PayPal reportedly had a role in the decision from the European Union to target Apple Inc with antitrust complaints about its mobile wallet. The Apple Pay competitor was one of the many organisations that gave in informal complaints about Apple’s restrictions on third-party apps from gaining access to NFC technology on iPhone. This led to the European Commission publishing a Statement of Objections against the tech giant.
The European Commission holds the belief that the tech company is rather unfairly restricting access to its NFC chip on iPhones. This limitation is mainly preventing Venmo, PayPal, banks, along with other payment methods from offering options that are at par with Apple Pay. In turn, this restricts the mobile payment options that users of iPhones have access to while making payments. Currently, no third-party apps have the access to NFC on iPhones, making Apple Pay the only tap to pay payment outlet available. The tech giant claims that this limitation is in place to ensure security and privacy of users. However, now it is set to face an investigation by the European Union.
By limiting access to a standard technology used for contactless payments with mobile devices in stores (‘Near-Field Communication (NFC)’ or ‘tap and go’), Apple restricts competition in the mobile wallets market on iOS.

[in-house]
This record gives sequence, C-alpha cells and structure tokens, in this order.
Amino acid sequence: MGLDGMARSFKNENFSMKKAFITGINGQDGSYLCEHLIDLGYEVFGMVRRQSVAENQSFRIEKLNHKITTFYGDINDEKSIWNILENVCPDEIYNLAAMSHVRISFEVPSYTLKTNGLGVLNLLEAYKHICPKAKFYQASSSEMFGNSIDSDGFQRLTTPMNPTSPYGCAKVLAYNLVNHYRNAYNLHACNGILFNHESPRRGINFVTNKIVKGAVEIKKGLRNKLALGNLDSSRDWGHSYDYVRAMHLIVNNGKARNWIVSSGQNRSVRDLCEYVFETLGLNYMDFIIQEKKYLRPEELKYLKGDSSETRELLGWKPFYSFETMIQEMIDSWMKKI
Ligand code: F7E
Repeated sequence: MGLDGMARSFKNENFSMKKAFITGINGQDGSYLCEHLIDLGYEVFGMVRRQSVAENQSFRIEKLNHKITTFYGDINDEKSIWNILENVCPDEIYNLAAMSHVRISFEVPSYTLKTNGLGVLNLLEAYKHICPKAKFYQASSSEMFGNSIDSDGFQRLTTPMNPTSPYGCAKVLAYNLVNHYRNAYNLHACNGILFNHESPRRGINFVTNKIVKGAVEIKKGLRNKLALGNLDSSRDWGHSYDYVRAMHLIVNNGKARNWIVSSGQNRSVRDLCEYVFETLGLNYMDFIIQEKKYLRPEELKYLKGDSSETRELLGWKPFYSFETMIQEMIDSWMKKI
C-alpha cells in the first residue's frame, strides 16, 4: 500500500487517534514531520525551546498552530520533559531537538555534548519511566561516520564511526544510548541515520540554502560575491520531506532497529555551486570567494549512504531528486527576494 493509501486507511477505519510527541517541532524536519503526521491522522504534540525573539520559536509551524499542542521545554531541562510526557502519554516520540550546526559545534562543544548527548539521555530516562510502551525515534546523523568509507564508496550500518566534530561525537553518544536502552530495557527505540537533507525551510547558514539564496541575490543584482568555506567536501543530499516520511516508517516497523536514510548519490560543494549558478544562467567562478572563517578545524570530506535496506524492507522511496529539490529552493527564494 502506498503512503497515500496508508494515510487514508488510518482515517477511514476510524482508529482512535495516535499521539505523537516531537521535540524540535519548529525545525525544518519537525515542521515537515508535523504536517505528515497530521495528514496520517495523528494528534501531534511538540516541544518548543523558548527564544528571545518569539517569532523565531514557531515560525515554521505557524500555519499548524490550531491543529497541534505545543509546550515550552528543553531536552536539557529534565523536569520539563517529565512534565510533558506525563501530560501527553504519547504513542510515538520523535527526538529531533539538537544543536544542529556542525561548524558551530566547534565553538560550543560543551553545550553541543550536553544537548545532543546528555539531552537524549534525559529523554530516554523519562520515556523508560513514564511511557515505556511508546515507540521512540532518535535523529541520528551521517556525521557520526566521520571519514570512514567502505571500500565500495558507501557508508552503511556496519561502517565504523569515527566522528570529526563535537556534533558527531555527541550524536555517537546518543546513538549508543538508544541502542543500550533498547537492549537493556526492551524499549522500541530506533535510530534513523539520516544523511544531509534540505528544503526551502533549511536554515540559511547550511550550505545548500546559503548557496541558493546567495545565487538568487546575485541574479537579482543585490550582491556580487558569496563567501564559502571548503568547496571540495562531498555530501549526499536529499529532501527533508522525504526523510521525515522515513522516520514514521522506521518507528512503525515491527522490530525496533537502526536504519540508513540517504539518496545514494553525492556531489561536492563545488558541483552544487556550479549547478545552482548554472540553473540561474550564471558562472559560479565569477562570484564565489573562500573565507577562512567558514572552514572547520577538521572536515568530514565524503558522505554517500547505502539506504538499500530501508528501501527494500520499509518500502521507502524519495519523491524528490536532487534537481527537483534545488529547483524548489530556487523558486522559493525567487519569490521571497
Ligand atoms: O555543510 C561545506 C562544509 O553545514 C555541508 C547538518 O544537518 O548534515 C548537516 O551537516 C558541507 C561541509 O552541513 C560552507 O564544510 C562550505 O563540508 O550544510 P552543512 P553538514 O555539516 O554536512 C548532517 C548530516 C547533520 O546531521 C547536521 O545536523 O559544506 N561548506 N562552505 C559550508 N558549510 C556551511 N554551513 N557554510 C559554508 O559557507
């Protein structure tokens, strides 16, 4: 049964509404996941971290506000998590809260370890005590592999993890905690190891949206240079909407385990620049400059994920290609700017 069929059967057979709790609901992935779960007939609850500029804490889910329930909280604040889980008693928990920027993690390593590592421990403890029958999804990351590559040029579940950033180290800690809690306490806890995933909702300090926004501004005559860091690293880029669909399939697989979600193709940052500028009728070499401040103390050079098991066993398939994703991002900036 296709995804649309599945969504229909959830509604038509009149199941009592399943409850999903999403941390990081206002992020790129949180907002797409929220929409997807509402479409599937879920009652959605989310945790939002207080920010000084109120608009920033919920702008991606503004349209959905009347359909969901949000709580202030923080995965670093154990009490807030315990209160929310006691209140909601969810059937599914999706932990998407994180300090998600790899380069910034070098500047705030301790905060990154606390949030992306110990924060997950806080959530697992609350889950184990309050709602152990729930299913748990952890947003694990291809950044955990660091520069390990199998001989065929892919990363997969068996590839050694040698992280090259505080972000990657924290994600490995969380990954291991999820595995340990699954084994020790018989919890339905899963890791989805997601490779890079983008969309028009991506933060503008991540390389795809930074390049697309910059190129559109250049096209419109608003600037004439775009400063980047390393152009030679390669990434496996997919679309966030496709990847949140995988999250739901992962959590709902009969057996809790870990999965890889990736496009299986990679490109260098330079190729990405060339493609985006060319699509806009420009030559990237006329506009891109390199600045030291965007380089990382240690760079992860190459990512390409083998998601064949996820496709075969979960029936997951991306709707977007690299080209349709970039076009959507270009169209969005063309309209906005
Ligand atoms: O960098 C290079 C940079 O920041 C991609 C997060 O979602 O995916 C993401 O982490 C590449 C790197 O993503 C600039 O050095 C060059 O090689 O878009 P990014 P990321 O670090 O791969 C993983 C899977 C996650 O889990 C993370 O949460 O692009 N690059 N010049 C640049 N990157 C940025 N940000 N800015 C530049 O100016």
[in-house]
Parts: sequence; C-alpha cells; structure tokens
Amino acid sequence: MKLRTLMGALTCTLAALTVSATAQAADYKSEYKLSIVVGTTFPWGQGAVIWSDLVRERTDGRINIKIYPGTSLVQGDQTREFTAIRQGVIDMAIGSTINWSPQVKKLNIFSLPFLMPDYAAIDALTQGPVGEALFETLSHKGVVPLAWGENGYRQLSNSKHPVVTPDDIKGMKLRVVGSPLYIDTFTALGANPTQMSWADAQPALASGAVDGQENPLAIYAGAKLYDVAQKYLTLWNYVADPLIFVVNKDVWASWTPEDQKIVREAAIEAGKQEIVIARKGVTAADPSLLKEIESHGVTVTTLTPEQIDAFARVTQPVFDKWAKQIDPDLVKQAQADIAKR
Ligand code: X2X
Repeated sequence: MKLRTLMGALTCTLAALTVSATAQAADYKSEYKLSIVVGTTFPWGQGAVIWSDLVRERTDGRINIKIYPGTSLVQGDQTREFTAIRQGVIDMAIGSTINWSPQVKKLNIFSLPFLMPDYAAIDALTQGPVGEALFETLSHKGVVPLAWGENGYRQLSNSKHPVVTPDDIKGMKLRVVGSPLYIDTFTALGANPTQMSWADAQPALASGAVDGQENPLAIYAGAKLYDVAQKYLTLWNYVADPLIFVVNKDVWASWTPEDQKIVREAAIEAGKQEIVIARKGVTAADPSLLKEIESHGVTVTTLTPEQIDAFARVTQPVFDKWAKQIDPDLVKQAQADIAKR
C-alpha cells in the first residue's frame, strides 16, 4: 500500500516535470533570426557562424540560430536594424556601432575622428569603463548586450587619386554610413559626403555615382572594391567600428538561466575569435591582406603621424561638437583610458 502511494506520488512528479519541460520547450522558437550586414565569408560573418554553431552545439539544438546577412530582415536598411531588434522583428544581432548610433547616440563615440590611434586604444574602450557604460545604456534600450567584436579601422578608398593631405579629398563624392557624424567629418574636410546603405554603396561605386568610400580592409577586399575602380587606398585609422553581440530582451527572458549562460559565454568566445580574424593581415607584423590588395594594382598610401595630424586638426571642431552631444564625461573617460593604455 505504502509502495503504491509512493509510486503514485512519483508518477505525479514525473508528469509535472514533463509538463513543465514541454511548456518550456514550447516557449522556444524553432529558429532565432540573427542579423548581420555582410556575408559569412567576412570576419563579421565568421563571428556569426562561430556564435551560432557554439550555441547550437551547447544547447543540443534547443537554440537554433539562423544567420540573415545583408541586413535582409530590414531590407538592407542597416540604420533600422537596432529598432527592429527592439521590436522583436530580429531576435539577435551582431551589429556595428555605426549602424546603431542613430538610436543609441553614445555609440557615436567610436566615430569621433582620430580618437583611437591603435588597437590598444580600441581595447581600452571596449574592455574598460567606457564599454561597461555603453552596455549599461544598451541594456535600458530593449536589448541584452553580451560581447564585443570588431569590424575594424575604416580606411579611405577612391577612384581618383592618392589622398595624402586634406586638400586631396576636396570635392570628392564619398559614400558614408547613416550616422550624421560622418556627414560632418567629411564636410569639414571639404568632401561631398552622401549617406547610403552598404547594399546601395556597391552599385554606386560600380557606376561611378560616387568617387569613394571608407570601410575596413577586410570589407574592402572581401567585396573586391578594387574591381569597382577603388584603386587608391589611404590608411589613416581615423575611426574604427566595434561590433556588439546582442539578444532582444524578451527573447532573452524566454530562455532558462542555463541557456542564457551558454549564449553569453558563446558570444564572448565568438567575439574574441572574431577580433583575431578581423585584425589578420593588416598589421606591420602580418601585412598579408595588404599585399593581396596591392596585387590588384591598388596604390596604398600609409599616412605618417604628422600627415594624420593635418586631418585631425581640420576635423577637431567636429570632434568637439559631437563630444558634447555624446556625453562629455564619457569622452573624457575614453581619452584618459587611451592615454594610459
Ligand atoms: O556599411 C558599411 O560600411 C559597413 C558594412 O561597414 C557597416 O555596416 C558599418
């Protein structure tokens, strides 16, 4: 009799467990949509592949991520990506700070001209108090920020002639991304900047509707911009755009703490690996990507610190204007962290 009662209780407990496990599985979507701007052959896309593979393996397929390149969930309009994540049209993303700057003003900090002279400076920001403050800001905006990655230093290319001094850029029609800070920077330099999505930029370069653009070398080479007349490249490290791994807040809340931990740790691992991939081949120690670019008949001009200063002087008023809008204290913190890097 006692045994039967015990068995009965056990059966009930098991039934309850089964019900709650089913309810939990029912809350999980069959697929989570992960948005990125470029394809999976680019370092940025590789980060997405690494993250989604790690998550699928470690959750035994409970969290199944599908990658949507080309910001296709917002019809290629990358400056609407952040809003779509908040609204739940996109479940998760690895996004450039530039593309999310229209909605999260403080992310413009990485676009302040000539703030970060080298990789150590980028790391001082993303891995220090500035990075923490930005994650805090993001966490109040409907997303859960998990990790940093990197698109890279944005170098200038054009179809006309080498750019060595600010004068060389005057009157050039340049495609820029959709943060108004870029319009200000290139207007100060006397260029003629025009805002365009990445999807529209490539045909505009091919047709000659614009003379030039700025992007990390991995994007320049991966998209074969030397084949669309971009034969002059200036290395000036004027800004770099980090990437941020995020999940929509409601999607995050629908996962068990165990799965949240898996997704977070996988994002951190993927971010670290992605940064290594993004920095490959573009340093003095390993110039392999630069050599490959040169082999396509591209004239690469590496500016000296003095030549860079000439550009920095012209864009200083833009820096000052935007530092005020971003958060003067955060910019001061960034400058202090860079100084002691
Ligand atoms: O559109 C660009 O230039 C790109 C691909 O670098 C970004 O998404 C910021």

Similar to Apple Pay, PayPal has a tap to pay option made available to users of Android, which the company wants to extend to iPhone users as well. This particular feature would need PayPal to use the NFC chip, which is not available owing to restrictions placed by Apple Inc.
The tech giant reportedly has plans to enable third-party apps to utilise the NFC technology for the approaching ‘Tap to Pay on iPhone’ feature. This feature would enable compatible iPhones to take payments through Apple Pay, contactless cards, along with other digital wallets which do not require any hardware. However, this is not exactly equivalent to the tap to pay that Apple Pay offers, as desired by PayPal.
According to Apple Inc, the rivals of its mobile payment system such as PayPal are already popular on iPhone without a direct option of tap to pay. However, the tech giant plans to go on engaging with the ‘commission to ensure that European consumers’ gain access to the payment method of their choice in a safe setting.